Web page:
Ira Glass on the Art of Story Telling

Since 1995, Ira Glass has host­ed and pro­duced This Amer­i­can Life (iTunes — Feed — Web Site), the award-win­ning radio show that presents mas­ter­ful­ly-craft­ed sto­ries to almost 2 mil­lion lis­ten­ers each week. What’s the secret sauce that goes into mak­ing a great sto­ry, par­tic­u­lar­ly one primed for radio or TV? Glass spells it out in four parts. Part 1 (above) gets into the build­ing blocks of a good sto­ry. Part 2 talks about the impor­tance of find­ing the right sto­ry. Part 3 reas­sures you that cre­ative excel­lence takes time to devel­op. It also comes with hard work. And Part 4 flags com­mon errors to avoid. Give Glass 17 min­utes, and you will be a bet­ter sto­ry­teller for it…

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  • Ira Glass has a com­fort­able, com­pelling dis­po­si­tion that reminds and instructs in the unique­ness of the spo­ken and writ­ten word. That is to say, WORDS… are like the pieces of a Jig­saw-Puz­zle, a sin­gle piece alone on the board reveals noth­ing. A pile scram­bled on the table has no cohe­sive STORY to tell… But, con­nect a por­tion of the pieces and you begin to see a dis­cernible image. The more pieces you con­nect, the clear­er that image becomes. How­ev­er, it’s only when you’ve con­nect­ed ALL of the pieces, IN ALL THE RIGHT PLACES that you have an IMAGE as it was INTENDED to be. So, when telling your STORY (in con­ver­sa­tion or the print­ed page) keep in mind each WORD you choose ought to con­nect one to the oth­er, with the intent of REVEALING an IMAGE that is com­pelling and wor­thy of your audi­ences time and atten­tion. A Pic­ture on the Wall, the Tongue like a Pen, Frames It In with the Great­est of Details… WORDS PAINT PICTURES… The more WORDS you get on a sub­ject, the clear­er that Image becomes… So remem­ber, every word you say is a stroke of the brush…

    A Stroke Of The Brush
    Copy­right 1987 Michael Gib­bowr

    On the Can­vas Of Life
    A pic­ture we see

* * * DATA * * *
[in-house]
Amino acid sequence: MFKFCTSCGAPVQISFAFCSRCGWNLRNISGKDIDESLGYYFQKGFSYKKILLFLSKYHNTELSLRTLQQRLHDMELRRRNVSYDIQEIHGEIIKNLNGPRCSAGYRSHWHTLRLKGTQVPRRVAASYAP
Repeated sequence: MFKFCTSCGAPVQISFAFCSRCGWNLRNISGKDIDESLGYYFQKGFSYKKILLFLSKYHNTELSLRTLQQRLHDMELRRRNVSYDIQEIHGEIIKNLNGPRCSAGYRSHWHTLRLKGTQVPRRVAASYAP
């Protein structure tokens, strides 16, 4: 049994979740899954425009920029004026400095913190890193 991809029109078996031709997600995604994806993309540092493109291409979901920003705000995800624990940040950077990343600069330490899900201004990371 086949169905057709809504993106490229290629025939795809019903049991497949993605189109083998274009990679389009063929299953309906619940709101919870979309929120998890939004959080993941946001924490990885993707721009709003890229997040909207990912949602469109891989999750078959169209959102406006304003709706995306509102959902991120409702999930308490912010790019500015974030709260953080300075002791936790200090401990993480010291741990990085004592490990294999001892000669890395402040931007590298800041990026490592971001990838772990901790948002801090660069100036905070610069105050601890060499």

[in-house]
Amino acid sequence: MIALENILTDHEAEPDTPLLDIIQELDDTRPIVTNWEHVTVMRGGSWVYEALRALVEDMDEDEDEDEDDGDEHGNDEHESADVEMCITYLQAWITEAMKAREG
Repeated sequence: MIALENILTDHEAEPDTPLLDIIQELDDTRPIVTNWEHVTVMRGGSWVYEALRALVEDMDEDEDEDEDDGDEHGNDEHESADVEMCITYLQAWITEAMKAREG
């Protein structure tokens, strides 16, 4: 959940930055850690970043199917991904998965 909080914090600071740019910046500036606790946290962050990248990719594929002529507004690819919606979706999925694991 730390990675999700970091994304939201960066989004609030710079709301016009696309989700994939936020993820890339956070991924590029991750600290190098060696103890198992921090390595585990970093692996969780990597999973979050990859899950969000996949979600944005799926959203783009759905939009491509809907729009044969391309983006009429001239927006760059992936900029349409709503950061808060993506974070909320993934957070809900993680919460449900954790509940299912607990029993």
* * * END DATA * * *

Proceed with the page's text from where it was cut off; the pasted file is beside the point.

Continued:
Though not yet com­plete
    It one day will be
    Yet a ques­tion I pon­der
    Is why all the rush
    For Beau­ty depends
    On each Stroke Of The Brush

    So why all the scur­ry
    Why all the haste
    It only results
    In a Por­trait of Waste
    Oh my Appren­tice
    If you could just See
    A true Work Of Art
    Overnight can­not be

    For a Mas­ter­piece is more
    Than a Mix­ing of Paint
    It’s a Labor of Love
    Over which you don’t faint
    It’s like a free flow­ing riv­er
    Like the stars in the night
    Alive and Excit­ing
    It tells every­thing right

    It’s some­thing that has
    No words to describe
    The Beau­ty and Splen­dor
    It holds deep inside
    It’s some­thing that has Life
    In each Stroke Of The Brush
    For the Painter con­tent saw no need to rush
    He sim­ply enjoyed each Stroke Of The Brush

  • Thomas Stewart Rogers says:

    In this video, Glass describes how to make a bor­ing event into a lis­ten­able sto­ry. That’s essen­tial­ly what he does each week on his pro­gram. What he does­n’t point out here is that at the end of the sto­ry, the lis­ten­er may think to him­self, “Why have I just spend 20 min­utes of my life lis­ten­ing to this mum­bling about a bor­ing event” and stop tun­ing in to the pro­gram.

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